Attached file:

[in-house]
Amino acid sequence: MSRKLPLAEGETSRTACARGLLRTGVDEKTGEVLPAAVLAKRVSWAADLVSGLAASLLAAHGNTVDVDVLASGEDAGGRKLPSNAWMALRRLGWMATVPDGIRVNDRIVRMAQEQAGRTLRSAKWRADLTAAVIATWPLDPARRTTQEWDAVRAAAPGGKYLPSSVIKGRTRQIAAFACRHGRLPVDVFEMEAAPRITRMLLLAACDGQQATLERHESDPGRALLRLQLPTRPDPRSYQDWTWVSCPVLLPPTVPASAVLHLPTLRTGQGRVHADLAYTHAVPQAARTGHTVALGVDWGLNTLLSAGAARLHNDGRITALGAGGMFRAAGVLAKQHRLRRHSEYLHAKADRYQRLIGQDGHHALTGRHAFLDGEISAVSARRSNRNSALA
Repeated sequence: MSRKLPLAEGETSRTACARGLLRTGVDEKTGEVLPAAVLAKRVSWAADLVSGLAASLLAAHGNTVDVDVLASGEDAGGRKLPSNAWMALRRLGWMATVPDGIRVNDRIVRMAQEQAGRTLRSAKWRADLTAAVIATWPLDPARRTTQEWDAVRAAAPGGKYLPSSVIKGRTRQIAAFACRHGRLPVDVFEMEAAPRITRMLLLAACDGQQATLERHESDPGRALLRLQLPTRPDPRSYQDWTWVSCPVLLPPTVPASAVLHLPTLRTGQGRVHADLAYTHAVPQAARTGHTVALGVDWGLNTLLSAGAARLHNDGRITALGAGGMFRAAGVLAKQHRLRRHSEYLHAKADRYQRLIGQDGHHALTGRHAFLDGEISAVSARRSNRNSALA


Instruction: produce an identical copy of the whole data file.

[in-house]
Amino acid sequence: MSRKLPLAEGETSRTACARGLLRTGVDEKTGEVLPAAVLAKRVSWAADLVSGLAASLLAAHGNTVDVDVLASGEDAGGRKLPSNAWMALRRLGWMATVPDGIRVNDRIVRMAQEQAGRTLRSAKWRADLTAAVIATWPLDPARRTTQEWDAVRAAAPGGKYLPSSVIKGRTRQIAAFACRHGRLPVDVFEMEAAPRITRMLLLAACDGQQATLERHESDPGRALLRLQLPTRPDPRSYQDWTWVSCPVLLPPTVPASAVLHLPTLRTGQGRVHADLAYTHAVPQAARTGHTVALGVDWGLNTLLSAGAARLHNDGRITALGAGGMFRAAGVLAKQHRLRRHSEYLHAKADRYQRLIGQDGHHALTGRHAFLDGEISAVSARRSNRNSALA
Repeated sequence: MSRKLPLAEGETSRTACARGLLRTGVDEKTGEVLPAAVLAKRVSWAADLVSGLAASLLAAHGNTVDVDVLASGEDAGGRKLPSNAWMALRRLGWMATVPDGIRVNDRIVRMAQEQAGRTLRSAKWRADLTAAVIATWPLDPARRTTQEWDAVRAAAPGGKYLPSSVIKGRTRQIAAFACRHGRLPVDVFEMEAAPRITRMLLLAACDGQQATLERHESDPGRALLRLQLPTRPDPRSYQDWTWVSCPVLLPPTVPASAVLHLPTLRTGQGRVHADLAYTHAVPQAARTGHTVALGVDWGLNTLLSAGAARLHNDGRITALGAGGMFRAAGVLAKQHRLRRHSEYLHAKADRYQRLIGQDGHHALTGRHAFLDGEISAVSARRSNRNSALA